Man beheaded in apparent terror attack at France gas factory
Aman was beheaded after at least two suspected terrorists attacked a gas factory in southeastern France, pinning their victim’s head to a gate and leaving flags with Arabic inscriptions behind in the bloodbath, officials said.
The victim’s head was found covered in Arabic writing and attached to the gates of the Air Products factory while the body was found inside next to the Islamic flags, French police told AFP.
The mid-morning Friday attack in the city of Grenoble left two more people injured. Police arrested one assailant, who was known to France’s anti-terror police for possible ties to Islamic extremists but had no arrest record. There are reports of a second suspect, but the attacker’s whereabouts are not clear.
French officials reported “multiple” other people in custody after the attack, but it’s not clear how the arrestees were involved.
French president Francois Hollande called the rampage a “pure terrorist attack” while speaking in Brussels. He is traveling back to France in the wake of the bloodshed.
No group immediately claimed responsibility for the attack.
Details of the attack were sketchy but two French officials said it began when the men crashed a car into the entrance of the factory and into gas canisters, touching off the explosion.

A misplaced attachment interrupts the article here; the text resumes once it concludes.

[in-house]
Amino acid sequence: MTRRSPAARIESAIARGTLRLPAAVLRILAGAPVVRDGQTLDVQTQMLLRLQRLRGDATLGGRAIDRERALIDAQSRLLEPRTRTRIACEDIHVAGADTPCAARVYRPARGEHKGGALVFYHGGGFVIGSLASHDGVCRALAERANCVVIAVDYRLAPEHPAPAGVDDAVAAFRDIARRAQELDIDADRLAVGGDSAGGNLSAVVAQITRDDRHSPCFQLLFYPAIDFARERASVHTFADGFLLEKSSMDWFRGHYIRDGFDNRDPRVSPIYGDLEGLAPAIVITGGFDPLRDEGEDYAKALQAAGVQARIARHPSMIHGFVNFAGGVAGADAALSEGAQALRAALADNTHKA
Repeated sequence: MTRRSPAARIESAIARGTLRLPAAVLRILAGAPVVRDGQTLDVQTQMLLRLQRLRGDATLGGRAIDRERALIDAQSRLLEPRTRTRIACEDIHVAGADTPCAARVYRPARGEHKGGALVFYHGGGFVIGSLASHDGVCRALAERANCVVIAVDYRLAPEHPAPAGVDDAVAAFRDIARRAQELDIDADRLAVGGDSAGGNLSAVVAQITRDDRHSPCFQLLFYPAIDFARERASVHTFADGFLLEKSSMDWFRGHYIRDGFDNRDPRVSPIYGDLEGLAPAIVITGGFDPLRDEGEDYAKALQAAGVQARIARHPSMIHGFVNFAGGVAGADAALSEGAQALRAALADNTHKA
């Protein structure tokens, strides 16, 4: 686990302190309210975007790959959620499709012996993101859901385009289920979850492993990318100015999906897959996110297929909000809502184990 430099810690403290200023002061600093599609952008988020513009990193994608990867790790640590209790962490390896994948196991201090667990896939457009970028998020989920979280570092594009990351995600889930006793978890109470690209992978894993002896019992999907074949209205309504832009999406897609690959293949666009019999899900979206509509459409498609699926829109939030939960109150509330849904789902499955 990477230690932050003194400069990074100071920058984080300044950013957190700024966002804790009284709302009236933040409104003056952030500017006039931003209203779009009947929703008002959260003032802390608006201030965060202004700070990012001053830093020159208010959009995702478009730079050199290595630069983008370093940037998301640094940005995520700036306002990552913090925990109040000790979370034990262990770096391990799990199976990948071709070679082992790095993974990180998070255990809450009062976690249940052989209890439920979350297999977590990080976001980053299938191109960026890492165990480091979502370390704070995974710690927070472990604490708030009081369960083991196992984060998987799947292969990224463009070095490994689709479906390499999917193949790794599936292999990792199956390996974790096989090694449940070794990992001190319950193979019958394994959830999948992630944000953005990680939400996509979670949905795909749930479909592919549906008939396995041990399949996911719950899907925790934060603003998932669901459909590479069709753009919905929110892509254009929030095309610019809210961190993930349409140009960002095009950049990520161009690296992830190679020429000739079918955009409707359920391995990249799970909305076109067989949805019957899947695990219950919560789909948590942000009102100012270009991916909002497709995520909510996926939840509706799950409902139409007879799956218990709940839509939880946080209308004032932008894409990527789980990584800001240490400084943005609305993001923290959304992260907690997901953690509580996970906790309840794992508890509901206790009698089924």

The decapitated body was found near the factory entrance, one of the officials said. At least two flags — one white and one black, and both with Arabic writing — were also found inside the factory. It’s not clear what the banners or the markings on the victim’s face said.
The industrial site belongs to Air Products, an American chemical company based in Allentown, Pa. A spokeswoman for the company confirmed there had been “an incident” at its Grenoble factory, CNN reported.
France’s anti-terror prosecutor opened an investigation into the attack, which he said was carried out by “a terrorist group,” the department said in a statement.
France has been on high terror alert since January, when gunmen attacked the satirical Charlie Hebdo newspaper and a kosher market in Paris. The multi-day terror rampage left 20 people dead, including the Islamic extremist attackers.
Also on Friday, two gunmen stormed a Tunisian beach between two hotels, killing at least 27 people. One of the attackers was shot and killed by police, while the other is still on the loose.
On Friday ISIS terrorists also carried out a suicide bombing at a mosque in Kuwait killing at least 16 people during morning prayers.
French police secure the entrance of the Air Products company in Saint-Quentin-Fallavier, near Lyon, France, after an apparent
terror attack on Friday.